(Last Updated On: February 11, 2015)
Blizzard is taking a bigger plunge into the realm of backcountry skiing with the release of the Zero G for the 2015/16 ski season. The Zero G was not developed to be the lightest ski on the market. It was designed to ski well first and foremost, with reasonable weight savings over their alpine lineup. Frank and I both agree that Blizzard has found this balance.
Here’s the marketing spiel: The Blizzard Zero G operates with Carbon Drive technology, which integrates ultra-light paulownia woodcore with 3D unidirectional carbon fiber frame. The Carbon Frame, along with sidewall construction, increases the torsional rigidity of the ski. Blizzard lists the Zero G as having a rockered construction. But, most skiers will say that this ski has early-rise and not full rocker.
The Zero G is being targeted toward backcountry skiers. It comes in various widths and lengths
- Width 108 (136-108-122)- lengths 171 cm (1540 g), 178 cm (1650 g), 185 cm (1750 g) – MSRP $960.00
- Width 95 (128-95-111.5) – lengths 164 cm (1070), 171 cm (1150 g), 178 cm (1250 g), 185 cm (1330 g) – MSRP $840.00
- Width 85 (116-85-99.5) – lengths 157 cm (945 g), 164 cm (1015 g), 171 cm (1090 g), 178 cm (1175 g), 185 cm (1255g) – MSRP $ 720.00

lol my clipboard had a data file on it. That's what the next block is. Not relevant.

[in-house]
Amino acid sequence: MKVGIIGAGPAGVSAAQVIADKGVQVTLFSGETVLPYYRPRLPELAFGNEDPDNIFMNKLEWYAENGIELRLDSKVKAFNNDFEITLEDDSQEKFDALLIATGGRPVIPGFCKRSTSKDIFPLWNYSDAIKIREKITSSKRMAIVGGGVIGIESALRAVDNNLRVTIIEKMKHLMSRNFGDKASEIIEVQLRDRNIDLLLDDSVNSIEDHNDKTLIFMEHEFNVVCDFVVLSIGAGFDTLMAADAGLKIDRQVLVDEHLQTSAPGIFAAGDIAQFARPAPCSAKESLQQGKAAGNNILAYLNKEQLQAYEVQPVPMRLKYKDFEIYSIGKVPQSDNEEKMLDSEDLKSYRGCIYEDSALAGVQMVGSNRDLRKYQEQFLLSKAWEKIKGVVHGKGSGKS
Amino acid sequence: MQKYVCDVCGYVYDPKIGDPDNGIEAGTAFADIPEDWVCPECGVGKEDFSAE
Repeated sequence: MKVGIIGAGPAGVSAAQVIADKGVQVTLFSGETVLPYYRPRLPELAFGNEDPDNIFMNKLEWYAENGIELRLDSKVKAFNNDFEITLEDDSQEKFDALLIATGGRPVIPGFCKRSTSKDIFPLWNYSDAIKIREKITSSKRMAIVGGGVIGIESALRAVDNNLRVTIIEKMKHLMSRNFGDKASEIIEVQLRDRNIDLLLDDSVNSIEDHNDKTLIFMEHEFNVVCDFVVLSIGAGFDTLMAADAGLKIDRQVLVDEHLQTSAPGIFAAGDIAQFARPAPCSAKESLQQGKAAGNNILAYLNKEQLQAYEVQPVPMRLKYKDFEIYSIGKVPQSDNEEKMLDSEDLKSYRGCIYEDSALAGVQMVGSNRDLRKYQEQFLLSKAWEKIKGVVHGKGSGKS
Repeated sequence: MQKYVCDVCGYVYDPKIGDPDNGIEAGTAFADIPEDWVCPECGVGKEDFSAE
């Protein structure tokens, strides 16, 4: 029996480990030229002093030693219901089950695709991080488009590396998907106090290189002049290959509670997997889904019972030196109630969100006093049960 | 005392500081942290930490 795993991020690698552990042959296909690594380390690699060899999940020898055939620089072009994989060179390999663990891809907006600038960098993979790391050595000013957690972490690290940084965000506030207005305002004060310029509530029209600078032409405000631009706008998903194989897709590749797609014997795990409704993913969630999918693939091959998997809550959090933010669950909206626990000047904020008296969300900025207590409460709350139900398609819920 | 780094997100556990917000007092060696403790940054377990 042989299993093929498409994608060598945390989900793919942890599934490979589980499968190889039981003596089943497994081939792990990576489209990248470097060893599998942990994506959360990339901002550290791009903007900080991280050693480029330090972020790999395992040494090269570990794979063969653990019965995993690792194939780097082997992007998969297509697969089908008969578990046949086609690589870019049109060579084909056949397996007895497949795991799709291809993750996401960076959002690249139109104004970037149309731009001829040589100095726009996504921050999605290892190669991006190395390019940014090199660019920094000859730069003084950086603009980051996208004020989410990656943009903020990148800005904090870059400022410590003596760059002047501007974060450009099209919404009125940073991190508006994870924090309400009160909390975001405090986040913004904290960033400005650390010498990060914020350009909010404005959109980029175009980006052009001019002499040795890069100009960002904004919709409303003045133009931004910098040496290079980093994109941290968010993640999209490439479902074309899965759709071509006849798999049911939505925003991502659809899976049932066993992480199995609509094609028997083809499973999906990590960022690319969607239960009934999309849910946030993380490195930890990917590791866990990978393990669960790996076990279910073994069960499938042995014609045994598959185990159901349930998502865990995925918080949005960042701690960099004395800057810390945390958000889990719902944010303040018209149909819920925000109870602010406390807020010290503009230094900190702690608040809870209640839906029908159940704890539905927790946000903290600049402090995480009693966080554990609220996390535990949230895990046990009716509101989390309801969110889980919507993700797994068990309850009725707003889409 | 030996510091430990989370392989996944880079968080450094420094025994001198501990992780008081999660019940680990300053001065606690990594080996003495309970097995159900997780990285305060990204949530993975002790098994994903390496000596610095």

- Width 85 Women’s (116-85-99.5) – lengths 157 cm (945 g), 164 cm (1015 g), 171 cm (1090 g) – MSRP $ 720.00
I had the opportunity to test all three widths of the Blizzard Zero G series. I was pleasantly surprised with the results.
I tested the Zero G 85 Women’s ski in a 171 cm length. The women’s ski has the same construction as the men’s ski of the same width. I’m not a huge fan of “skinny” skis – and to be honest, this is the skinniest ski I’ve been on in a LONG time. However, I was impressed with the performance. This Zero G was up for carving or powering through chop. It held a solid edge on ice as well. However, I noticed that this ski had a slight “hookiness” to the tail. The tail is definitely stiffer than other skis I am used to skiing. While I could get the tail to release when I wanted to, it did cause me to use the entire fore and aft of my foot to make every turn. I did find myself working a bit to stay as forward as I like to be, but not necessarily fighting the ski.
After testing the 85, I bumped up to the Zero G 95, also in a length 171 cm. The ski performed fairly similar to the 85. But, the 95 was a bit more solid at faster speeds, especially through chop – probably just due to the fact that it was wider.
But, the real treasure is the 108 width. I tested this twice, both first and last in the line-up, in a size 178 cm. I am a firm believer in skis over 100 mm in width, and this 108 mm ski proves why. While the 85 & 95 are quite good skis, the 108 is simply top-notch. When I first took it for a spin, I was skeptical. Usually when I think of “carbon” I think of “deflecty”. Most carbon skis are stiff enough to hold and edge, but simply bounce around, or deflect in chop. This was not at all the case with the 108. Further more, it was absolutely as solid as can be on ice, outperforming the 85 and 95 in this arena largely due to differences in sidewall construction. While being smooth, the ski also had a fair amount of energy. I have to say that this Zero G 108 is one of the best backcountry-dedicated skis I have ever skied.